Insider 04-18-2016

In the weeks leading up to what could easily be described as the biggest announcement in Privateer Press history last Monday, I’ve been thinking a lot about the art of bonsai. While this is partly because my wife and I are once again going to take the plunge and try our hand at this living art form, it’s also because I’ve realized how apt an analogy bonsai is for the upcoming new editions.

Mk II has experienced six years of steady and sometimes explosive growth. We’ve seen our amazing community of players grow exponentially; we’ve expanded the ways and opportunities people have to play and enjoy the games; and perhaps most important to the discussion of this Insider, we’ve seen a ton of new models, model types, and (by extension) rules added to the game.

While growth is undeniably a good thing because it keeps the game experience fresh and interesting, there comes a time when, if left unchecked, it overwhelms the desired vision. Therefore, there comes a point when, just as in the art of bonsai, you must bring out the clippers with an eye to reshaping the new growth in order to maintain and clarify the overall form of the tree.

In most cases, a simple trimming or reshaping of rules was all that was needed to make the game experience better and stronger. In HORDES, the rules for Frenzying were significantly simplified and yet, at the same time, brought back in line with the original intent of this risk/reward system. In the new edition, the Frenzy rules simply state that a frenzying warbeast shakes all effects that can be shaken, then charges the closest model and makes a single attack against that charge target, using its highest P+S attack. That’s it. No more long if/then chart to check against. Just shake, charge, and attack.

In other cases, we discovered whole branches of the tree no longer fit the ultimate vision we had for the shape of the games.

One significant pruning was the removal of model psychology from the games. While we had made significant changes to how psychology functioned and its overall impact on the game experience from Mk I to Mk II, we soon realized during the development of the new editions that model psychology really didn’t fit the vision we had for the tabletop experience and for the world of the Iron Kingdoms. By removing psychology entirely, we were able to significantly reduce the total volume of rules and create a more fun, rewarding play experience.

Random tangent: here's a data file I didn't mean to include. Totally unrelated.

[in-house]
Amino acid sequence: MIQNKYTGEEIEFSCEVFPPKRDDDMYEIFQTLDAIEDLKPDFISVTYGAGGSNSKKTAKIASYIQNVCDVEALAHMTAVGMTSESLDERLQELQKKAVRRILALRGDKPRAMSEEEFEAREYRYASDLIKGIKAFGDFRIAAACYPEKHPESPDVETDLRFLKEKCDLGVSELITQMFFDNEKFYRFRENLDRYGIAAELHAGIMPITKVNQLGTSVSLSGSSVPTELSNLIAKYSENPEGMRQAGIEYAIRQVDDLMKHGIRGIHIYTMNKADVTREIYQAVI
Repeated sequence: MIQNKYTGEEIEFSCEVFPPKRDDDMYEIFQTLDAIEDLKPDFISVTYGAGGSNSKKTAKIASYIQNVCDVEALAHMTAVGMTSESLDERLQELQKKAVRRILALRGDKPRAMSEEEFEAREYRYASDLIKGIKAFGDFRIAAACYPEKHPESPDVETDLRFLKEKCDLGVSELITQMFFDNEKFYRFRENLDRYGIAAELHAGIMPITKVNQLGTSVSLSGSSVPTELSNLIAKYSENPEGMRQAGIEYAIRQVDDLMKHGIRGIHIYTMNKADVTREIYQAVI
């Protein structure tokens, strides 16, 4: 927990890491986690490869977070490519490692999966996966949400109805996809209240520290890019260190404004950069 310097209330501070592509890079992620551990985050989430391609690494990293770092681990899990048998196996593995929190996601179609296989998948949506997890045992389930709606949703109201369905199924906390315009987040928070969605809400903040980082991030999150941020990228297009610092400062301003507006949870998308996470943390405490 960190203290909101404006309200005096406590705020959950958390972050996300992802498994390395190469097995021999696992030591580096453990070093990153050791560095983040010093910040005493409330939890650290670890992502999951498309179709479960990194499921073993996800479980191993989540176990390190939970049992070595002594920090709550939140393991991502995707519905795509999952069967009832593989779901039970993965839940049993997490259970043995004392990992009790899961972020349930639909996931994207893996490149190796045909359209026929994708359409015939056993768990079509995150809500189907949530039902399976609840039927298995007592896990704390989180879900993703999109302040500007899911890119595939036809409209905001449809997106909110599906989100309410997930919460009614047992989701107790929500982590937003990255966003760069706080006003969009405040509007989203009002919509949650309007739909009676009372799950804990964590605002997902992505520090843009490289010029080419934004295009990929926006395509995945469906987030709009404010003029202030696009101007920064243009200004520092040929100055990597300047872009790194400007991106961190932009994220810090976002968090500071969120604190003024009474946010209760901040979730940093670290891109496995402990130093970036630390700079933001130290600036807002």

In other cases, we took the opportunity of the new editions to better bring WARMACHINE and HORDES more in line with each other, such as by removing wreck markers from WARMACHINE.

Perhaps one of the most noticeable cuts that added a huge amount to the games was the removal of skill checks from both games. The removal of this random element created a huge shift in some very underutilized models, as they were now guaranteed to be able to do what they were meant to do without having to worry about a random die roll to determine success. Of course, this cut did not come without some serious retooling and testing of former skill check abilities to account for the now guaranteed success.

And of course, we spent a huge amount of effort in reviewing and scrutinizing every single model rule and ability. Our goal was to achieve a total rebalance, better realizing each model’s specific role and purpose both within its faction and on the tabletop. But we also significantly streamlined the vast repository of model rules, combining and eliminating rules that had only minor differences.

Through it all, though, we kept the solid trunk of WARMACHINE and HORDES at the new editions’ centers. We knew, based on both our internal tests and the vast repository of community feedback, the core of the games was healthy. And while the new editions are truly new thanks to the sweeping rebalancing and retooling they received to make them faster and more fun, they are still very recognizable as the games you have known and loved for the last thirteen years. So, we all hope you will enjoy for the next thirteen years and beyond.